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Week of March 13, 2017
Plans for a prospective development around Players’ Retreat
Boylan Bridge Brewpub reopens this week
Hillsborough Street Target moves forward
Norris-Heartt historic home restoration underway
City proposes “Teardrop LEDs” in Historic Downtown Districts
Urban Garden Planned for Raleigh
The view from the patio of the iconic Players’ Retreat could soon look a lot different. Plans for a prospective development at Hillsborough Street and Oberlin Road, currently occupied by a BB&T branch and parking lot, will be presented by local architect Michael Stevenson later this week at the Hillsborough Citizens Advisory Council meeting.
In addition to this prospective development, an interesting set of proposed amendments to the city’s Comprehensive Plan invite an upzoning of the Players’ Retreat building, David’s Dumpling & Noodle Bar, and Liquid State to 5-story entitlements. This would allow all of these properties to be redeveloped into larger, higher-density projects: we’re imagining apartments/condos with ground-floor dining and retail, but it’s too early to say what might be coming.
Plans were approved in 2015 for the lot at 1912 Hillsborough, between the PR and the Hillsborough Street roundabout, to be turned into a 54-unit apartment complex. The plan was to build studio and one-bedroom units alongside some sub-350 square feet “micro-units.” No permits have been filed for the Studio 1912 development, however, and we haven’t heard anything since July 2015.
It seems that a lot of things are up in the air right now with respect to this section of Hillsborough Street. Fortunately, we will have more details on these projects, and what they might mean for the Players’ Retreat, next week.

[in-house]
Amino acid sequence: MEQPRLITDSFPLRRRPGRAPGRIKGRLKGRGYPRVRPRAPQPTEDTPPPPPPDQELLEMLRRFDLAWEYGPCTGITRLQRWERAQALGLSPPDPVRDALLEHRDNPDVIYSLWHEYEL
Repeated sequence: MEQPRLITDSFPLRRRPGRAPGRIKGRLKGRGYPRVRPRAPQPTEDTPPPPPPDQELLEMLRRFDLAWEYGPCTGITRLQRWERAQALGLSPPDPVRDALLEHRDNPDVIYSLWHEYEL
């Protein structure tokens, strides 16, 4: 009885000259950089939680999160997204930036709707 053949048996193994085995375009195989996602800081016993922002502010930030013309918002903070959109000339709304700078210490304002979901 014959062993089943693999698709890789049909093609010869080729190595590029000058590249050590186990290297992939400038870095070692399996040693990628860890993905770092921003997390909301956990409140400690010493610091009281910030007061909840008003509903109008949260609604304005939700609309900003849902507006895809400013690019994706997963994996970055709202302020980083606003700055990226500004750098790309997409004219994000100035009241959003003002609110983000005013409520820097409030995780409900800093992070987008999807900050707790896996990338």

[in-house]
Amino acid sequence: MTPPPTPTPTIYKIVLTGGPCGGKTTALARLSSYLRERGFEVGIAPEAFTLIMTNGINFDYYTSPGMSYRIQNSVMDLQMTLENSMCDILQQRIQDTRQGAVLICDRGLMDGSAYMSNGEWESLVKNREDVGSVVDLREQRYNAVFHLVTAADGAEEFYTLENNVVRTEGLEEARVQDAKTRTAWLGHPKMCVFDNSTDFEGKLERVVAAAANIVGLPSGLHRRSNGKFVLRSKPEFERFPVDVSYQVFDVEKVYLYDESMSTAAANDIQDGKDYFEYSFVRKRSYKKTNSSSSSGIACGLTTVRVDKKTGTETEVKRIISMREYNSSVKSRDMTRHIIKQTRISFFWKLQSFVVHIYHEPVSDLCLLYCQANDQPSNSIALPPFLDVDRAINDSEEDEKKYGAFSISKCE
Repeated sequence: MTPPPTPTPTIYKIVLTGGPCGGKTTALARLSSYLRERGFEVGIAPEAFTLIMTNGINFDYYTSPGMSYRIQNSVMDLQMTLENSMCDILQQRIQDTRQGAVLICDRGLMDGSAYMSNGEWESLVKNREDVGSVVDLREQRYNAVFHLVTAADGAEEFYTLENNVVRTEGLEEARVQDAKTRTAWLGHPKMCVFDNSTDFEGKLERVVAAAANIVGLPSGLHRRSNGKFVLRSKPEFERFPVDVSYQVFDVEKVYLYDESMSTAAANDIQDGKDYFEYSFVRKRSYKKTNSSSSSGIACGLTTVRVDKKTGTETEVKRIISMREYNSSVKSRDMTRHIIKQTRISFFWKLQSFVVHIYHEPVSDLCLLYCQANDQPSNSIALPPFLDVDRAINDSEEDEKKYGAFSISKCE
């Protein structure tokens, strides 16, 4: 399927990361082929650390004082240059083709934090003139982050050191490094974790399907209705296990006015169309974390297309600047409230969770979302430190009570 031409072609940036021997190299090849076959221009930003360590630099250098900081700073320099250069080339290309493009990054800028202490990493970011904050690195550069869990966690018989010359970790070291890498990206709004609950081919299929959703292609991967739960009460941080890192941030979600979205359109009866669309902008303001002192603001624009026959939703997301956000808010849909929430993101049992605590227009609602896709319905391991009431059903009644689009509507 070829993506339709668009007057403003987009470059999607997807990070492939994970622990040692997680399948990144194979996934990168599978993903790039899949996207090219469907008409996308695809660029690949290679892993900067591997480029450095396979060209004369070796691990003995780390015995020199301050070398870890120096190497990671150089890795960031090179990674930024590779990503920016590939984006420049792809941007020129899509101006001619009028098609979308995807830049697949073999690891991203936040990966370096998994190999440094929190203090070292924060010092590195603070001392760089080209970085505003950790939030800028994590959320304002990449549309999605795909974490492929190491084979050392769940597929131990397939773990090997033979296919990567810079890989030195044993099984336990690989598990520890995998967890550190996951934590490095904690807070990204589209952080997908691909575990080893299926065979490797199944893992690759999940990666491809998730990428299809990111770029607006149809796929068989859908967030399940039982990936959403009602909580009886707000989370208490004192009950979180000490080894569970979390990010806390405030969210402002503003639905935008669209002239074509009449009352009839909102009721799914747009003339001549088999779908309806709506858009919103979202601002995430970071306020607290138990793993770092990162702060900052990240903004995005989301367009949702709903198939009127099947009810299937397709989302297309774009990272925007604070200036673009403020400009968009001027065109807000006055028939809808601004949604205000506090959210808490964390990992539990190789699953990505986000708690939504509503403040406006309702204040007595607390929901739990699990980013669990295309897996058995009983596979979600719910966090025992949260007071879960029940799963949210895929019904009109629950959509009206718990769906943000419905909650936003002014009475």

Real Estate Report
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Boylan Bridge Brewpub Back
It has been over a year since WNFIV broke the news about the water main break that caused the Boylan Bridge Brewpub to shut down. This week, they will finally reopen.
According to the SouthWestRaleigh website, the year-long restoration to secure a collapsed foundation wall is finished and the brewpub will resume operations this week, just in time for freezing temperatures and thunderstorms. We’re sure this place will be packed as soon as the weather clears up.
With Your Permit-ssion
Hillsborough Street: Target Acquired
When the news broke last fall that The Alley would be replaced by a Target, Raleigh residents rushed to get in one last game at the iconic bowling spot on Hillsborough Street. William Needham Finley IV wrote a great piece looking at the past, present, and future of The Alley.
With The Alley now gone, work has begun on turning the space into an upscale discount retailer. Permits were issued last week that allow contractor Davidson & Jones to modify the exterior to reflect the traditional Target look, and clear out the interior to make way for the build out of the new store. The estimated cost for this first portion of the project is listed at a over $1.5 million.
Historic Home Restoration Begins
In December 2016, we took a look at a report filed with Raleigh’s Historic Development Commission for the restoration of the Norris-Heartt house, a two-story Italianate home built in 1879. Located at 421 North Blount Street, the house, owned by the State of North Carolina, had fallen into slight disrepair in recent years. In 2014, the State determined the property was in need of “significant repairs.”